Monday, March 11, 2013


(Wheee two months!)

I was deep in serious conversation with the Object of Affections the other day and he said something that precipitated an epiphany around a subject The Bride and I have been debating for a very long time. 'I've always thought I'm pretty self-sufficient,' he said, 'but I have realized I'm really lonely.' And then it all came to me in a big whump--what the fuck does that even mean?

When someone says they're self sufficient, or they "don't NEED anybody" (as Lithium is very fond of saying whenever I am feeling particularly insecure of my place in his life), what exactly do they mean? I've poked and prodded and probed and usually it seems to come down to 'I won't make myself vulnerable to anyone'. On the face of it, that's a pretty worthy ambition to have. If you're not vulnerable, then you can't be devastated by someone (which is usually what's happened to make people wary of letting it happen again). This makes eminent sense. Only, it is also fairly impossible.

Think about it. What does it mean to be completely emotionally independent? Does it mean that you never call anyone when you're having a bad day? A good day? A bleh day? Does it mean you never think of any person when you need comfort? Does it mean you never show your emotions to another person? And, most importantly, in the case of people who say they have always been like this, does it mean you never have done any of these things?

For most of us, we have some sort of bond with our families. Maybe only one parent, maybe a sibling.We had at some point, a best friend, a gang of brats we played gully cricket with. A cousin who visited one summer and we spent hours talking to. A first love. A latest love. Homo sapiens is a social species. That's how it is defined; that's how it evolved and that's WHY it evolved. So why must we constantly try and deny this? There are some people who have has horrific lives of abuse and loss and they cannot say they had these things, and we tend to see that as tragic. Then why do we act like this is something we actively want to encourage, like it's a state of being that should be worked towards?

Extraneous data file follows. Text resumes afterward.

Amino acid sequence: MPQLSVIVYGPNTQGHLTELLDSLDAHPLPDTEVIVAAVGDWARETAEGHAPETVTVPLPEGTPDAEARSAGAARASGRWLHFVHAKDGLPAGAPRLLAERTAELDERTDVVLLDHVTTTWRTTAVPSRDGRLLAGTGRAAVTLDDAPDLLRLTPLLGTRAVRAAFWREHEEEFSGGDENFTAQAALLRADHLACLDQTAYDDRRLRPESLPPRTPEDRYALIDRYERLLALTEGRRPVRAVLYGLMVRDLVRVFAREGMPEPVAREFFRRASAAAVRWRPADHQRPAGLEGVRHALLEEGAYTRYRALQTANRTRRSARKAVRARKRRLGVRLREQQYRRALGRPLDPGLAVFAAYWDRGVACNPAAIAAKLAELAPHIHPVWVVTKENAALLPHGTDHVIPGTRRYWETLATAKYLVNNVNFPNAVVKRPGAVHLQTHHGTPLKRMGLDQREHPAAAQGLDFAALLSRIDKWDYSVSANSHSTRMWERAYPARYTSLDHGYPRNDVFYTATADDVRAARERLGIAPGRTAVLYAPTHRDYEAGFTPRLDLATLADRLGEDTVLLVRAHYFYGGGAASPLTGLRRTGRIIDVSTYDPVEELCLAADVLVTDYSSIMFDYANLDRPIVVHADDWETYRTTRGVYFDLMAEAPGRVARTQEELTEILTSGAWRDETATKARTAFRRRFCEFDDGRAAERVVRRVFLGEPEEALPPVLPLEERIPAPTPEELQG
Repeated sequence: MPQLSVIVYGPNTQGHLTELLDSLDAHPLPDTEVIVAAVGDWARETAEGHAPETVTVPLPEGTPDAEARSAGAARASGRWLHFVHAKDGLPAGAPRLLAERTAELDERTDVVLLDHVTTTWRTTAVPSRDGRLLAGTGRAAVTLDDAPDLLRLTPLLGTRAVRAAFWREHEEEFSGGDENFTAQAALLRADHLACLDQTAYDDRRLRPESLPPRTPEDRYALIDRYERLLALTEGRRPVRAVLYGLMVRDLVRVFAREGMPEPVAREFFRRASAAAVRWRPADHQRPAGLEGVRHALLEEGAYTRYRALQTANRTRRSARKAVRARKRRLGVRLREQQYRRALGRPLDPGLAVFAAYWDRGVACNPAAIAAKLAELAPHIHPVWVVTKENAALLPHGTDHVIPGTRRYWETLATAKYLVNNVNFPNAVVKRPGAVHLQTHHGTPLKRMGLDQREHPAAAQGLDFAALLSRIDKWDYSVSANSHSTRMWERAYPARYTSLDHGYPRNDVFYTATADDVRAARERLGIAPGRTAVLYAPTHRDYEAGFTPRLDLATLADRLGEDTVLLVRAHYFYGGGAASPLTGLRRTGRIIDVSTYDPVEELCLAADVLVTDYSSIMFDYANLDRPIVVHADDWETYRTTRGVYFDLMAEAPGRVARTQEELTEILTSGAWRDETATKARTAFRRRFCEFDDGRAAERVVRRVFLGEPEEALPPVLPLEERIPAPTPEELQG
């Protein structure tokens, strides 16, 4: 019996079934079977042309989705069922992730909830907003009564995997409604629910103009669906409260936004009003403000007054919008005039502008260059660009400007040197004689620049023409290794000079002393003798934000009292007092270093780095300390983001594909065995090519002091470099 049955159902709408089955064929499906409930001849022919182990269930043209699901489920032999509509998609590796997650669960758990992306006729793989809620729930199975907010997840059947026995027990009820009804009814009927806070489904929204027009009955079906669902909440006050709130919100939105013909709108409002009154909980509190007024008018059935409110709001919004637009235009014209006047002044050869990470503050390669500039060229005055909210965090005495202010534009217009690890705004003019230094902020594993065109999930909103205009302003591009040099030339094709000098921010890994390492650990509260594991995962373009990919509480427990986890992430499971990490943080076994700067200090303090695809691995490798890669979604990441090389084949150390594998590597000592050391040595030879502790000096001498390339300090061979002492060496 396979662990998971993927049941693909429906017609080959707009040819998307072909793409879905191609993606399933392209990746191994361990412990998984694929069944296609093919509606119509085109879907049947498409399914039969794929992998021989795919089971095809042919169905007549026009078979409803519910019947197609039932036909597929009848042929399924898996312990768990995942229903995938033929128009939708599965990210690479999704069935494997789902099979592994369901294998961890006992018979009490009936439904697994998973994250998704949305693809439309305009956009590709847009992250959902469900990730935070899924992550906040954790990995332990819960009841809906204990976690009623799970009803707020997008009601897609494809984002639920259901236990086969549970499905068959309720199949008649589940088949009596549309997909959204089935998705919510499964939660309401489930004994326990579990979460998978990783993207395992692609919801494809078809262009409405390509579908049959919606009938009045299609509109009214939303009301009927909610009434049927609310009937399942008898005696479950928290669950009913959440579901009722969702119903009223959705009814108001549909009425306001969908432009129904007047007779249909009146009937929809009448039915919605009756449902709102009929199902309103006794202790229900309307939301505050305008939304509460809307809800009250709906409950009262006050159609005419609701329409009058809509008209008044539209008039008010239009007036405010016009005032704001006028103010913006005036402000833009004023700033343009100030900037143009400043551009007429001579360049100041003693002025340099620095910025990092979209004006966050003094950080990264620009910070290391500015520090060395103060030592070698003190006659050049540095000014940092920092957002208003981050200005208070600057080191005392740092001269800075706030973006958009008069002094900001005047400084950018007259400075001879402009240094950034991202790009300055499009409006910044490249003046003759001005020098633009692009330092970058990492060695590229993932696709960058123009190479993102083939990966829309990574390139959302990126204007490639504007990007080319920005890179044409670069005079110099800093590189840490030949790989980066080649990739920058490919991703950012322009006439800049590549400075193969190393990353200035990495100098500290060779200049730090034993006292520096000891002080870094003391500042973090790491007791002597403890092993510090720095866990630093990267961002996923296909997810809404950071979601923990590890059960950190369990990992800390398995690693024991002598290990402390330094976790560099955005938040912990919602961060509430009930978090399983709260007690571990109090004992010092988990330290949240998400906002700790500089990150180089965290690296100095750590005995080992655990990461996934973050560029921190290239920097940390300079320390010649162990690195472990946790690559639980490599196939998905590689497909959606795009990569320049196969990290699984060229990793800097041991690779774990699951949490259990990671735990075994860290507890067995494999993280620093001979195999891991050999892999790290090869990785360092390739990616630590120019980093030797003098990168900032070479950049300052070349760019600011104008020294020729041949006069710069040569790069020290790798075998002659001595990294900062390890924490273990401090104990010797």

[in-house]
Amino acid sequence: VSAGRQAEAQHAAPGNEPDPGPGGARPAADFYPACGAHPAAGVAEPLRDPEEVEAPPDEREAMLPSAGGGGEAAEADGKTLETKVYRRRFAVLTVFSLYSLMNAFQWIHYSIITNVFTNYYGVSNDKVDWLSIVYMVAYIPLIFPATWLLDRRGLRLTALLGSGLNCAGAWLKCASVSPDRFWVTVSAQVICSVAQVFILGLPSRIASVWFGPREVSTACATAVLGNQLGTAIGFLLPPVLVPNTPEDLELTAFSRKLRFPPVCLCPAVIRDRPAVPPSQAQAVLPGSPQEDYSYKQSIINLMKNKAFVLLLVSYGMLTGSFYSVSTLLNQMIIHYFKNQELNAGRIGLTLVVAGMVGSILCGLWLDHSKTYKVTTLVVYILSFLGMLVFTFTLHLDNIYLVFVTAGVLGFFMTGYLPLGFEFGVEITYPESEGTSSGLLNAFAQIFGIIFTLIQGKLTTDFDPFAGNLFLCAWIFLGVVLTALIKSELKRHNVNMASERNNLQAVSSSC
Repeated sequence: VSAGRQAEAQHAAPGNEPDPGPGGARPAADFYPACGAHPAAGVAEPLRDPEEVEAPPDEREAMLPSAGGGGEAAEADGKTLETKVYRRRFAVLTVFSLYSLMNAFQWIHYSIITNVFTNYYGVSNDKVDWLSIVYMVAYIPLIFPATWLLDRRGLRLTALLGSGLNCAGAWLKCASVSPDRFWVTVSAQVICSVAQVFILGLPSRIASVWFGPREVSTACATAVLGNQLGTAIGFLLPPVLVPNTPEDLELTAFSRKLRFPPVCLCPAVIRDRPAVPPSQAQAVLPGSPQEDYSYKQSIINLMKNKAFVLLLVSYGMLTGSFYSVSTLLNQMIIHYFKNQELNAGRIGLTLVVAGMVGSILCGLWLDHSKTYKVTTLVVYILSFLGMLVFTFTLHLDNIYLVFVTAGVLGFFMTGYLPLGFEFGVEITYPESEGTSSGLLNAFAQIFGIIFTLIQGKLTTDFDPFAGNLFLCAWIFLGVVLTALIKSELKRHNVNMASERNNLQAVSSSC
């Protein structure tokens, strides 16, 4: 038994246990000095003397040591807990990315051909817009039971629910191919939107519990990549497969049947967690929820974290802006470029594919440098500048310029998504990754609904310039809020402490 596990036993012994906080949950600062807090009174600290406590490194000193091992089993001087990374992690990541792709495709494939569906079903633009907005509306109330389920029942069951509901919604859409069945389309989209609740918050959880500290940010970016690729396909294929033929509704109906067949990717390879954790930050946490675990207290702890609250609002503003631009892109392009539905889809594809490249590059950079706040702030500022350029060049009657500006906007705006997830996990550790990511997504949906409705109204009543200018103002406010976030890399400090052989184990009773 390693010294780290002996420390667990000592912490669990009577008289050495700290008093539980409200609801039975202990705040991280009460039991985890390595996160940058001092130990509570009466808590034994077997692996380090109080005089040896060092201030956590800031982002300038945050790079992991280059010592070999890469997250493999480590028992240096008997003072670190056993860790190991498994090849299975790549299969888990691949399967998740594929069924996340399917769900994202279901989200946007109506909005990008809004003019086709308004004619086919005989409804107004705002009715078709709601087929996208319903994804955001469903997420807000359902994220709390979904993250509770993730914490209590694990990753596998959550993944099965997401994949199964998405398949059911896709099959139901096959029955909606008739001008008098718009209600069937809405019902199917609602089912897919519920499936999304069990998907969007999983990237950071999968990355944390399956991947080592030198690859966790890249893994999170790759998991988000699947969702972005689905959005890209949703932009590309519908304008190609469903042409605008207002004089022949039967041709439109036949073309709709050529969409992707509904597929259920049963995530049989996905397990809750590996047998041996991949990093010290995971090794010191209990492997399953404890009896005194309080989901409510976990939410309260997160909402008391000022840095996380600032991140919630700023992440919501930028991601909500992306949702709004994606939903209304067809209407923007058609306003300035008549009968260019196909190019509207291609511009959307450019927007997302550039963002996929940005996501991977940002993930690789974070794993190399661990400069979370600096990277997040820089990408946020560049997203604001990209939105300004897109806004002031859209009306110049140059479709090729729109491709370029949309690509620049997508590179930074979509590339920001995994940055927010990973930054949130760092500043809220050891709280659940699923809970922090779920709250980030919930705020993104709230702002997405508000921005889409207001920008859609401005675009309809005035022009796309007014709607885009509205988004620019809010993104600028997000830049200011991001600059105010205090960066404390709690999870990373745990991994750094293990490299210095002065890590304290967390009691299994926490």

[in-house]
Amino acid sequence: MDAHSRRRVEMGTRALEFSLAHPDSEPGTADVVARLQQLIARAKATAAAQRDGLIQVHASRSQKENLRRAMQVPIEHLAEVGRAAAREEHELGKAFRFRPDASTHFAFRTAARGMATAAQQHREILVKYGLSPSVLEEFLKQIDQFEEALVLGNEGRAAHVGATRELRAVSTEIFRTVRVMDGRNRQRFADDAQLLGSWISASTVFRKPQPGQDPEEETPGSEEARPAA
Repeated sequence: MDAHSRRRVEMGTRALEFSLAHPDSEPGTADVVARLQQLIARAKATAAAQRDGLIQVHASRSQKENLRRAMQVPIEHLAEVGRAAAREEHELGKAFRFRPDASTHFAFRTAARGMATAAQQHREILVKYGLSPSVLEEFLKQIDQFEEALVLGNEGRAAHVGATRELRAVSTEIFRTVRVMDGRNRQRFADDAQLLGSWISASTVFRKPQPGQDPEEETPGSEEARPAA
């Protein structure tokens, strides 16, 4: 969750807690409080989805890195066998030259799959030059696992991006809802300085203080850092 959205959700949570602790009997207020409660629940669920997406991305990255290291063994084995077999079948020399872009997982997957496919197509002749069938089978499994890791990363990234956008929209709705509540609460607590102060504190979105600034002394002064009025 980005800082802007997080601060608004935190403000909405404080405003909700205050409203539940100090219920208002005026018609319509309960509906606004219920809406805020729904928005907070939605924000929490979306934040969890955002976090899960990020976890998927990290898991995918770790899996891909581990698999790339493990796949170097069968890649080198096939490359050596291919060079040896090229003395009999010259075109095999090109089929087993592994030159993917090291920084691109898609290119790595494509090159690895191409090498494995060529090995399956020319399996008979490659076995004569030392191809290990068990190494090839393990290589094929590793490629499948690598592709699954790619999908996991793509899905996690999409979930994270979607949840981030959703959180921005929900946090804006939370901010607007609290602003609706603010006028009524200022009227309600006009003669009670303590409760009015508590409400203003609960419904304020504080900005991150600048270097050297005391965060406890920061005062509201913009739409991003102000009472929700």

Because we're terrified. Heck I'm terrified. I live in a constant state of low-grade terror--that occasionally spikes up to high grade terror--because of the number of people I am vulnerable to. But somewhere along the way I realized the vulnerability is the flip side of love. In some ways the definition of loving someone IS giving them the capacity to hurt you. And they usually do, but that doesn't mean they don't love you, or even that they meant to. Sometimes, as happened with Boytoy recently, when he decided he's ready to find a real girlfriend and move out of our fake relationship, it's entirely incidental and even you know it. And you know, all the naysayers who told me this was a mistake because he was going to move on and I'd be hurt will be nodding right now, only if I hadn't let this happen I would never have had all the love he does give me still.

But I digress (as always heh). So what happens is there is a whole generation of people who hold their "self-sufficiency" high like a flag and drown alone in their loneliness, because they cannot even admit to themselves that they ARE lonely, let alone begin to do something to make life better. And that's what I told OA. How can it be strange for a thirty-year old, like me, to feel the pull of companionship? In my case, I would really love to make a plan that doesn't have to come with an inbuilt potential date of termination. In my case, when I'm plummeting to the depth of the pit where my demons live, how can I not want a hand to hold, a warm body breathing steadily next to me, or even in the next room? How can we persist in believing that this is abnormal and weak? There is no shame in needing companionship, in seeking a partner, in "settling" because you don't want to be alone. We are not programmed to be alone--we're just telling ourselves that because we're scared.